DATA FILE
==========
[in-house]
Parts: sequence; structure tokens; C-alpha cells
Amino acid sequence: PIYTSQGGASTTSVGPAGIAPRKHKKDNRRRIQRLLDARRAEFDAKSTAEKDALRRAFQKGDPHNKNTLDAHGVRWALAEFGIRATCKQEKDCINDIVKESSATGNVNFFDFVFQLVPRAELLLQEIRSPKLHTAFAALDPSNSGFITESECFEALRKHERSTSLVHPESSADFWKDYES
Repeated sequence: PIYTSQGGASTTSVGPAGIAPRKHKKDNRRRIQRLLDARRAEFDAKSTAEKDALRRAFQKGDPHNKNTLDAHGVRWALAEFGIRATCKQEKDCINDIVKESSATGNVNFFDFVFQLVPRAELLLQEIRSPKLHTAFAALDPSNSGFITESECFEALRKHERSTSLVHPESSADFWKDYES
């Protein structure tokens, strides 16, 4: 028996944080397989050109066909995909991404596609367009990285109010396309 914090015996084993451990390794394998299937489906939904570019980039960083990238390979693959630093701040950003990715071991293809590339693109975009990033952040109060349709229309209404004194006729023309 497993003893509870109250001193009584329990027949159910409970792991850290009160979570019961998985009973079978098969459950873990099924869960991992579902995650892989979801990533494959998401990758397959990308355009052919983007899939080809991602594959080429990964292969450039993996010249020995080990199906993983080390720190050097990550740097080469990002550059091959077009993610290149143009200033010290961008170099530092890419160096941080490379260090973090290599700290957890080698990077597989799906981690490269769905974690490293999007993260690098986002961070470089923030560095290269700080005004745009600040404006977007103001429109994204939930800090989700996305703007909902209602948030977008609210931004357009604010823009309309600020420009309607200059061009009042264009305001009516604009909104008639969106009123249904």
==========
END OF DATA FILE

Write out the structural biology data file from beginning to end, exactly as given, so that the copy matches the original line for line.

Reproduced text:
[in-house]
Parts: sequence; structure tokens; C-alpha cells
Amino acid sequence: PIYTSQGGASTTSVGPAGIAPRKHKKDNRRRIQRLLDARRAEFDAKSTAEKDALRRAFQKGDPHNKNTLDAHGVRWALAEFGIRATCKQEKDCINDIVKESSATGNVNFFDFVFQLVPRAELLLQEIRSPKLHTAFAALDPSNSGFITESECFEALRKHERSTSLVHPESSADFWKDYES
Repeated sequence: PIYTSQGGASTTSVGPAGIAPRKHKKDNRRRIQRLLDARRAEFDAKSTAEKDALRRAFQKGDPHNKNTLDAHGVRWALAEFGIRATCKQEKDCINDIVKESSATGNVNFFDFVFQLVPRAELLLQEIRSPKLHTAFAALDPSNSGFITESECFEALRKHERSTSLVHPESSADFWKDYES
């Protein structure tokens, strides 16, 4: 028996944080397989050109066909995909991404596609367009990285109010396309 914090015996084993451990390794394998299937489906939904570019980039960083990238390979693959630093701040950003990715071991293809590339693109975009990033952040109060349709229309209404004194006729023309 497993003893509870109250001193009584329990027949159910409970792991850290009160979570019961998985009973079978098969459950873990099924869960991992579902995650892989979801990533494959998401990758397959990308355009052919983007899939080809991602594959080429990964292969450039993996010249020995080990199906993983080390720190050097990550740097080469990002550059091959077009993610290149143009200033010290961008170099530092890419160096941080490379260090973090290599700290957890080698990077597989799906981690490269769905974690490293999007993260690098986002961070470089923030560095290269700080005004745009600040404006977007103001429109994204939930800090989700996305703007909902209602948030977008609210931004357009604010823009309309600020420009309607200059061009009042264009305001009516604009909104008639969106009123249904």